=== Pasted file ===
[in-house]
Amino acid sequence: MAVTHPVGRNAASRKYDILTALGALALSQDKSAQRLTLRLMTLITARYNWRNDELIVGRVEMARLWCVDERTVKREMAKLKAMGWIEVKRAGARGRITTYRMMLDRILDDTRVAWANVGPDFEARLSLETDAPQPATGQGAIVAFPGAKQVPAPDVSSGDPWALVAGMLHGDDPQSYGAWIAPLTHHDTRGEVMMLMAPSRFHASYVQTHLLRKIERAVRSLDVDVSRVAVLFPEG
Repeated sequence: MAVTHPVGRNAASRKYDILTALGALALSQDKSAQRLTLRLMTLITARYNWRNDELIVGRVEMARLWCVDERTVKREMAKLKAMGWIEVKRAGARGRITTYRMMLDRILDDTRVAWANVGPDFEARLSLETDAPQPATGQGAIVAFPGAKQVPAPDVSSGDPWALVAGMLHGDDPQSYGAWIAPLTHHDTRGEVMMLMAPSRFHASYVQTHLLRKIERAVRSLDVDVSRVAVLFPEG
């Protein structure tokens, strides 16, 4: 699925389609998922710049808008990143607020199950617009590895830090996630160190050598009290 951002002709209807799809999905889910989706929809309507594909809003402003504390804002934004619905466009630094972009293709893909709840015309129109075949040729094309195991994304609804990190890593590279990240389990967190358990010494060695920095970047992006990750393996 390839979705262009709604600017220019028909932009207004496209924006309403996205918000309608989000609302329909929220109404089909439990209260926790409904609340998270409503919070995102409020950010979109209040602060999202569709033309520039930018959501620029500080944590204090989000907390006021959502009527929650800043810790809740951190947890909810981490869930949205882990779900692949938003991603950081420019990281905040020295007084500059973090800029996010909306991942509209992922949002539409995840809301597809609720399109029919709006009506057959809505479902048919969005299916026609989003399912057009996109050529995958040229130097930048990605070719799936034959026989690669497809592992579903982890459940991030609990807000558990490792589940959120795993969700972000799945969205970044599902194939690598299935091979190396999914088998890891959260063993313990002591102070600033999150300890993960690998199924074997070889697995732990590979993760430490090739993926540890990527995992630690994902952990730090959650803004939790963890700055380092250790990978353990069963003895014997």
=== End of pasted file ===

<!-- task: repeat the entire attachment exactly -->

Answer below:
[in-house]
Amino acid sequence: MAVTHPVGRNAASRKYDILTALGALALSQDKSAQRLTLRLMTLITARYNWRNDELIVGRVEMARLWCVDERTVKREMAKLKAMGWIEVKRAGARGRITTYRMMLDRILDDTRVAWANVGPDFEARLSLETDAPQPATGQGAIVAFPGAKQVPAPDVSSGDPWALVAGMLHGDDPQSYGAWIAPLTHHDTRGEVMMLMAPSRFHASYVQTHLLRKIERAVRSLDVDVSRVAVLFPEG
Repeated sequence: MAVTHPVGRNAASRKYDILTALGALALSQDKSAQRLTLRLMTLITARYNWRNDELIVGRVEMARLWCVDERTVKREMAKLKAMGWIEVKRAGARGRITTYRMMLDRILDDTRVAWANVGPDFEARLSLETDAPQPATGQGAIVAFPGAKQVPAPDVSSGDPWALVAGMLHGDDPQSYGAWIAPLTHHDTRGEVMMLMAPSRFHASYVQTHLLRKIERAVRSLDVDVSRVAVLFPEG
């Protein structure tokens, strides 16, 4: 699925389609998922710049808008990143607020199950617009590895830090996630160190050598009290 951002002709209807799809999905889910989706929809309507594909809003402003504390804002934004619905466009630094972009293709893909709840015309129109075949040729094309195991994304609804990190890593590279990240389990967190358990010494060695920095970047992006990750393996 390839979705262009709604600017220019028909932009207004496209924006309403996205918000309608989000609302329909929220109404089909439990209260926790409904609340998270409503919070995102409020950010979109209040602060999202569709033309520039930018959501620029500080944590204090989000907390006021959502009527929650800043810790809740951190947890909810981490869930949205882990779900692949938003991603950081420019990281905040020295007084500059973090800029996010909306991942509209992922949002539409995840809301597809609720399109029919709006009506057959809505479902048919969005299916026609989003399912057009996109050529995958040229130097930048990605070719799936034959026989690669497809592992579903982890459940991030609990807000558990490792589940959120795993969700972000799945969205970044599902194939690598299935091979190396999914088998890891959260063993313990002591102070600033999150300890993960690998199924074997070889697995732990590979993760430490090739993926540890990527995992630690994902952990730090959650803004939790963890700055380092250790990978353990069963003895014997």